I smiled at the young woman. “I'm happy for you. I know that Nobles never really get a choice in who they marry. I always thought that it was one of the better parts of being a peasant.”
“Have you never been in love?” Elora asked.
I was going to shake my head, but I hesitated, my hand inevitably going to the suddenly itching scar on my thigh. “Once, I guess. Turns out she wasn't as nice as I thought she was”
“Oh? What did she do? Did she reject your proposal of marriage because her family wouldn't allow it?” Elora asked, her face flushed and eyes wide with excitement.
“This isn't a fairy tale,” I laughed. “Things like that don't really happen in real life, at least not to a commoner like me. It was nothing so dramatic.”
“Oh,” Elora pouted, disappointed. “Then what happened then?”
“She tried to kill me.”
“What do you mean 'what',” Elora snapped, hopping in place. “A woman tries to kill you and you don't think that's dramatic? Are you dense?”
“It wasn't like it was vindictive. She was hired to kill me and she's a professional.”
“You fell in love with an assassin!” Elora was pacing now, her hands on her hips. “That's the most dramatic thing I've ever heard! Star crossed lovers, one a mercenary, the other an assassin. Trouble strikes when the assassin is hired to kill the man she loves, but she refuses because of her deep abiding love! Together, they run away and-”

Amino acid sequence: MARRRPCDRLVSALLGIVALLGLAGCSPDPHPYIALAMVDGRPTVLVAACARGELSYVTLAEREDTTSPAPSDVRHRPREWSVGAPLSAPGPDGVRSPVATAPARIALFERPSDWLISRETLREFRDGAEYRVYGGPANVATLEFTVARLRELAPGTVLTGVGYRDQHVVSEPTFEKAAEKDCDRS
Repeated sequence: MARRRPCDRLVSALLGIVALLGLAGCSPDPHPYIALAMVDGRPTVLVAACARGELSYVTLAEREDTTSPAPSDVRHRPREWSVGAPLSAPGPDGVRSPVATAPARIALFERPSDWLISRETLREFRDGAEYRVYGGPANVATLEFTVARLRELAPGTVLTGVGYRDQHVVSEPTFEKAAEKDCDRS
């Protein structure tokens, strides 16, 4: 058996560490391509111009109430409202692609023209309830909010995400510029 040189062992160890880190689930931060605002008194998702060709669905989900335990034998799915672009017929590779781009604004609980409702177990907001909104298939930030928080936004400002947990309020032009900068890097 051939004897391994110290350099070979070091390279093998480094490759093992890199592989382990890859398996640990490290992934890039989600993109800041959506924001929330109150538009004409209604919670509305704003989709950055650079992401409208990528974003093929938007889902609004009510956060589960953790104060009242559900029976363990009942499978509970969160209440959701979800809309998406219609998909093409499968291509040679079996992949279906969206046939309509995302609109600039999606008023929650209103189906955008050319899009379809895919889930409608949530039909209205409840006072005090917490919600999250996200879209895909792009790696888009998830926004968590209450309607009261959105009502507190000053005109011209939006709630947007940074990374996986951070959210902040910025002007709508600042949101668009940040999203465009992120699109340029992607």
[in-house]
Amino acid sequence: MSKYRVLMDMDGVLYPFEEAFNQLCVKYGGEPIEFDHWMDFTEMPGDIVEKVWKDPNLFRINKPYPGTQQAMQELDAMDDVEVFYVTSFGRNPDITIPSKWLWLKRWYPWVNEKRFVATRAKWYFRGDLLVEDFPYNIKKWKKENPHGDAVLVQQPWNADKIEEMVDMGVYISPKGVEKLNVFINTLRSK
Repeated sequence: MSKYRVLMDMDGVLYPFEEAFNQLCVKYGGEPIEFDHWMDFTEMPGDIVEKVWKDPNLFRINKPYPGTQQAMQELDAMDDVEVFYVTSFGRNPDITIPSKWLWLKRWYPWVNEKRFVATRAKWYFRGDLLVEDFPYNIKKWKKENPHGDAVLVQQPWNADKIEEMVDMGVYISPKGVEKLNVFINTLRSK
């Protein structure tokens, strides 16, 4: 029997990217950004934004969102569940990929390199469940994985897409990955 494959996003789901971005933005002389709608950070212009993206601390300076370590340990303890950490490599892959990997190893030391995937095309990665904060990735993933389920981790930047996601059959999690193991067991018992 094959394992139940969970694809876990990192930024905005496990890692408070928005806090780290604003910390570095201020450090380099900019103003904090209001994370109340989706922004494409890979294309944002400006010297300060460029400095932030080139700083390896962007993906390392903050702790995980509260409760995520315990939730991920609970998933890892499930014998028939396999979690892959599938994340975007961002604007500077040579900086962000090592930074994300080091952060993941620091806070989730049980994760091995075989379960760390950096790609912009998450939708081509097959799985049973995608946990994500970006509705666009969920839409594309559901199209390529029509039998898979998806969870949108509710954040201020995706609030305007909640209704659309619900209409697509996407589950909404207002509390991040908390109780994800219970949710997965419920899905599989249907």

I held up a hand. “Yeah, none of that happened. She was hired to kill me, that's true, but she didn't refuse. Apparently I was worth quite a bit of money to her. I had led a small team to take down some low level smugglers and one of their family took a contract out on my head after the fact. She tried her level best to end my life.”
“But that's so sad!” Elora moaned. “My ending is so much better.”
“If it makes you feel better she did warn me she would try.” I replied weakly.
Elora narrowed her eyes at me. “It does not.”
I tried to ignore the strength of her glare. “Anyway, she tried to kill me and failed, obviously. Last time I saw her was over a year ago.”
“Did you fight her?” Elora asked, absorbed into the story once again.
“Well, yeah, but I didn't do very well. She was much better with a blade than me and stabbed me in the leg before I was rescued.”
“Yeah, my friend Tessa kicked her in the head.” I couldn't stop myself from snickering from the memory of it. Tessa appearing out of nowhere, both feet flying as she drop kicked my would be assassin into a pile of manure, knocking her unconscious. The sharp eyed mercenary had wanted to kill my lady love but I told her to leave her be. She wouldn't follow me out of the Empire so there was no need to end her life.
“I should probably thank this Tessa then,” The Princess said thoughtfully before noticing my confused look. “Without you, I wouldn't be here today. So if not for your friend, I would most likely be either dead or kidnapped.”
I rubbed my neck and grunted in acknowledgement. “Yeah, I suppose that's true. She's actually in the city as it happens. She's a member of the Brigade still.”
Elora beamed. “Excellent, I'll be sure to send word for her when the opportunity allows.”